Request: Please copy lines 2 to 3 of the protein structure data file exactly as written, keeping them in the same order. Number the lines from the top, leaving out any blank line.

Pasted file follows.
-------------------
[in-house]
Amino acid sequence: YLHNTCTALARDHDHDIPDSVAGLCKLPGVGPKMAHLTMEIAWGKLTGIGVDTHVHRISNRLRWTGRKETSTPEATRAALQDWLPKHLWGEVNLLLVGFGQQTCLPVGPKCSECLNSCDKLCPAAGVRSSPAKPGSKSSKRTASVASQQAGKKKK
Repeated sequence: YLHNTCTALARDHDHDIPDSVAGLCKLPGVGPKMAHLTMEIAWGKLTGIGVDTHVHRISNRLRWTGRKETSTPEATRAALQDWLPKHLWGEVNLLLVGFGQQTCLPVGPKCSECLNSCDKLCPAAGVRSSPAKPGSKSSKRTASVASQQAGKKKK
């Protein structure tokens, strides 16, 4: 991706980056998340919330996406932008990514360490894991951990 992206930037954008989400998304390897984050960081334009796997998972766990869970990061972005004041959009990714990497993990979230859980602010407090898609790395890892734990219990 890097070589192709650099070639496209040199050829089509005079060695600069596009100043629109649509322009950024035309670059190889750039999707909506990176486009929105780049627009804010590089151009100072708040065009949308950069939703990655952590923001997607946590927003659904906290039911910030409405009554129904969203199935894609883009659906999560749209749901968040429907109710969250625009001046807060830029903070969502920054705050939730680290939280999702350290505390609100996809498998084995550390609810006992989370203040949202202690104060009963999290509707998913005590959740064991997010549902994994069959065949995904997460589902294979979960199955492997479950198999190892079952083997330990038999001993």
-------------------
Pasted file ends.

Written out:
Amino acid sequence: YLHNTCTALARDHDHDIPDSVAGLCKLPGVGPKMAHLTMEIAWGKLTGIGVDTHVHRISNRLRWTGRKETSTPEATRAALQDWLPKHLWGEVNLLLVGFGQQTCLPVGPKCSECLNSCDKLCPAAGVRSSPAKPGSKSSKRTASVASQQAGKKKK
Repeated sequence: YLHNTCTALARDHDHDIPDSVAGLCKLPGVGPKMAHLTMEIAWGKLTGIGVDTHVHRISNRLRWTGRKETSTPEATRAALQDWLPKHLWGEVNLLLVGFGQQTCLPVGPKCSECLNSCDKLCPAAGVRSSPAKPGSKSSKRTASVASQQAGKKKK